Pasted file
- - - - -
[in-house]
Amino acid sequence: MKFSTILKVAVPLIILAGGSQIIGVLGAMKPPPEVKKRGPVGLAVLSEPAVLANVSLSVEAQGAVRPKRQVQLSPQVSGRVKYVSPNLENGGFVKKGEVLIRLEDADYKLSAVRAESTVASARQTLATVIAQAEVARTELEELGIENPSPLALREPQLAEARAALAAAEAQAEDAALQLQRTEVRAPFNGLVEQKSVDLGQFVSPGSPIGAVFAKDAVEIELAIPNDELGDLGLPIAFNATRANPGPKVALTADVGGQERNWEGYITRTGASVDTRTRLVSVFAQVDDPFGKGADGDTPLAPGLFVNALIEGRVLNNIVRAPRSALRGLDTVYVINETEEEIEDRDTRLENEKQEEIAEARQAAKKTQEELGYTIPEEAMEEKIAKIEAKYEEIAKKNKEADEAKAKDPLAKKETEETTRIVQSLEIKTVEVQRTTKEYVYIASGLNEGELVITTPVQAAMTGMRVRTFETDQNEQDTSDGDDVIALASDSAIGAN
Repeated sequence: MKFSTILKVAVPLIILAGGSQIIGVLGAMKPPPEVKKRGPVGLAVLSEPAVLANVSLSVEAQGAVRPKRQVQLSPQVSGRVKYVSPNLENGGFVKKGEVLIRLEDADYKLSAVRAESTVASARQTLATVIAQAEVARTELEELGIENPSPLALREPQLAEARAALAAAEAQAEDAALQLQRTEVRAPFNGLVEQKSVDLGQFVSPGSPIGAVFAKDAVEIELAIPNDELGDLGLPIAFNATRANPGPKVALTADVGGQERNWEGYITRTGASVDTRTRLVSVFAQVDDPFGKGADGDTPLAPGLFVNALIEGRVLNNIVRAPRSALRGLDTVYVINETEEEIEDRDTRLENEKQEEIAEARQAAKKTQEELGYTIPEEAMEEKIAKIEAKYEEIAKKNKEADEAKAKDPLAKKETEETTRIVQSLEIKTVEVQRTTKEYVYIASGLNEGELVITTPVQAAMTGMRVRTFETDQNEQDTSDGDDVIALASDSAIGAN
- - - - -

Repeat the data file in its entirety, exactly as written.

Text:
[in-house]
Amino acid sequence: MKFSTILKVAVPLIILAGGSQIIGVLGAMKPPPEVKKRGPVGLAVLSEPAVLANVSLSVEAQGAVRPKRQVQLSPQVSGRVKYVSPNLENGGFVKKGEVLIRLEDADYKLSAVRAESTVASARQTLATVIAQAEVARTELEELGIENPSPLALREPQLAEARAALAAAEAQAEDAALQLQRTEVRAPFNGLVEQKSVDLGQFVSPGSPIGAVFAKDAVEIELAIPNDELGDLGLPIAFNATRANPGPKVALTADVGGQERNWEGYITRTGASVDTRTRLVSVFAQVDDPFGKGADGDTPLAPGLFVNALIEGRVLNNIVRAPRSALRGLDTVYVINETEEEIEDRDTRLENEKQEEIAEARQAAKKTQEELGYTIPEEAMEEKIAKIEAKYEEIAKKNKEADEAKAKDPLAKKETEETTRIVQSLEIKTVEVQRTTKEYVYIASGLNEGELVITTPVQAAMTGMRVRTFETDQNEQDTSDGDDVIALASDSAIGAN
Repeated sequence: MKFSTILKVAVPLIILAGGSQIIGVLGAMKPPPEVKKRGPVGLAVLSEPAVLANVSLSVEAQGAVRPKRQVQLSPQVSGRVKYVSPNLENGGFVKKGEVLIRLEDADYKLSAVRAESTVASARQTLATVIAQAEVARTELEELGIENPSPLALREPQLAEARAALAAAEAQAEDAALQLQRTEVRAPFNGLVEQKSVDLGQFVSPGSPIGAVFAKDAVEIELAIPNDELGDLGLPIAFNATRANPGPKVALTADVGGQERNWEGYITRTGASVDTRTRLVSVFAQVDDPFGKGADGDTPLAPGLFVNALIEGRVLNNIVRAPRSALRGLDTVYVINETEEEIEDRDTRLENEKQEEIAEARQAAKKTQEELGYTIPEEAMEEKIAKIEAKYEEIAKKNKEADEAKAKDPLAKKETEETTRIVQSLEIKTVEVQRTTKEYVYIASGLNEGELVITTPVQAAMTGMRVRTFETDQNEQDTSDGDDVIALASDSAIGAN